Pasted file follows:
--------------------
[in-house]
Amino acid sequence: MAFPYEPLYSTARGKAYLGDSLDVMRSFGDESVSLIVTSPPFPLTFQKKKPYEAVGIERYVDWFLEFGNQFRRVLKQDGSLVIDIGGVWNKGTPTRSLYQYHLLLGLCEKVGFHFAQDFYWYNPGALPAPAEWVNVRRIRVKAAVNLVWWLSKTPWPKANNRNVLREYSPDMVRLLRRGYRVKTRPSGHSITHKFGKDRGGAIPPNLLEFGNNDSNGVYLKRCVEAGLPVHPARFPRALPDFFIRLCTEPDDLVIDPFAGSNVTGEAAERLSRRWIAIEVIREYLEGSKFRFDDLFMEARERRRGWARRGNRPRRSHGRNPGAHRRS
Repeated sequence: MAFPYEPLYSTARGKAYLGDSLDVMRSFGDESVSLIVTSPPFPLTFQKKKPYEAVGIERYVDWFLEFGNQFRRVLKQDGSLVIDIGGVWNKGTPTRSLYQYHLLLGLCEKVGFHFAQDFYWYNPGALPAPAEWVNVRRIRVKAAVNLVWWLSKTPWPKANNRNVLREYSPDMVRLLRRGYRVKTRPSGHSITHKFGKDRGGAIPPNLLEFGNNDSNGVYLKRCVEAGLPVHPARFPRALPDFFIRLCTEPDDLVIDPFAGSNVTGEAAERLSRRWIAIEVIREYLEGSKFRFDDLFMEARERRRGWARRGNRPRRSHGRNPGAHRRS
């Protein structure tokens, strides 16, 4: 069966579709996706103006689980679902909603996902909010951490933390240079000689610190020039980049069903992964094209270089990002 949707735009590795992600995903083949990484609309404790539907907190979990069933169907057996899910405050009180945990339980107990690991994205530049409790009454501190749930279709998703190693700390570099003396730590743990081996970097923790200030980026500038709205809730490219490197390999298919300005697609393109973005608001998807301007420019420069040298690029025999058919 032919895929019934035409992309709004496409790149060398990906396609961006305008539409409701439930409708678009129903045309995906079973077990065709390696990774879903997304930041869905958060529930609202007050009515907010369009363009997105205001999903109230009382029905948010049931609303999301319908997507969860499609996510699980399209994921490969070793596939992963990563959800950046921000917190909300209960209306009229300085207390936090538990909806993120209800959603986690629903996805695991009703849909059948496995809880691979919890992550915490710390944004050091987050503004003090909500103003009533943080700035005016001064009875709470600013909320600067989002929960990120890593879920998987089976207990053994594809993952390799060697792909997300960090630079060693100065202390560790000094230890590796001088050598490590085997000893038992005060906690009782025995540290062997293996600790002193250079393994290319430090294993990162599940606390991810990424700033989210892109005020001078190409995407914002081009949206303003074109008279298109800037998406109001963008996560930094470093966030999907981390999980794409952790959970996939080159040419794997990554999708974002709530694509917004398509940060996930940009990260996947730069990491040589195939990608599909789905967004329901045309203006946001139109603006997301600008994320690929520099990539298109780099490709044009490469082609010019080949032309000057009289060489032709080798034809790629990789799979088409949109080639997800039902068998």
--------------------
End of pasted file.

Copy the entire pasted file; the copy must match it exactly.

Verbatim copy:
[in-house]
Amino acid sequence: MAFPYEPLYSTARGKAYLGDSLDVMRSFGDESVSLIVTSPPFPLTFQKKKPYEAVGIERYVDWFLEFGNQFRRVLKQDGSLVIDIGGVWNKGTPTRSLYQYHLLLGLCEKVGFHFAQDFYWYNPGALPAPAEWVNVRRIRVKAAVNLVWWLSKTPWPKANNRNVLREYSPDMVRLLRRGYRVKTRPSGHSITHKFGKDRGGAIPPNLLEFGNNDSNGVYLKRCVEAGLPVHPARFPRALPDFFIRLCTEPDDLVIDPFAGSNVTGEAAERLSRRWIAIEVIREYLEGSKFRFDDLFMEARERRRGWARRGNRPRRSHGRNPGAHRRS
Repeated sequence: MAFPYEPLYSTARGKAYLGDSLDVMRSFGDESVSLIVTSPPFPLTFQKKKPYEAVGIERYVDWFLEFGNQFRRVLKQDGSLVIDIGGVWNKGTPTRSLYQYHLLLGLCEKVGFHFAQDFYWYNPGALPAPAEWVNVRRIRVKAAVNLVWWLSKTPWPKANNRNVLREYSPDMVRLLRRGYRVKTRPSGHSITHKFGKDRGGAIPPNLLEFGNNDSNGVYLKRCVEAGLPVHPARFPRALPDFFIRLCTEPDDLVIDPFAGSNVTGEAAERLSRRWIAIEVIREYLEGSKFRFDDLFMEARERRRGWARRGNRPRRSHGRNPGAHRRS
């Protein structure tokens, strides 16, 4: 069966579709996706103006689980679902909603996902909010951490933390240079000689610190020039980049069903992964094209270089990002 949707735009590795992600995903083949990484609309404790539907907190979990069933169907057996899910405050009180945990339980107990690991994205530049409790009454501190749930279709998703190693700390570099003396730590743990081996970097923790200030980026500038709205809730490219490197390999298919300005697609393109973005608001998807301007420019420069040298690029025999058919 032919895929019934035409992309709004496409790149060398990906396609961006305008539409409701439930409708678009129903045309995906079973077990065709390696990774879903997304930041869905958060529930609202007050009515907010369009363009997105205001999903109230009382029905948010049931609303999301319908997507969860499609996510699980399209994921490969070793596939992963990563959800950046921000917190909300209960209306009229300085207390936090538990909806993120209800959603986690629903996805695991009703849909059948496995809880691979919890992550915490710390944004050091987050503004003090909500103003009533943080700035005016001064009875709470600013909320600067989002929960990120890593879920998987089976207990053994594809993952390799060697792909997300960090630079060693100065202390560790000094230890590796001088050598490590085997000893038992005060906690009782025995540290062997293996600790002193250079393994290319430090294993990162599940606390991810990424700033989210892109005020001078190409995407914002081009949206303003074109008279298109800037998406109001963008996560930094470093966030999907981390999980794409952790959970996939080159040419794997990554999708974002709530694509917004398509940060996930940009990260996947730069990491040589195939990608599909789905967004329901045309203006946001139109603006997301600008994320690929520099990539298109780099490709044009490469082609010019080949032309000057009289060489032709080798034809790629990789799979088409949109080639997800039902068998």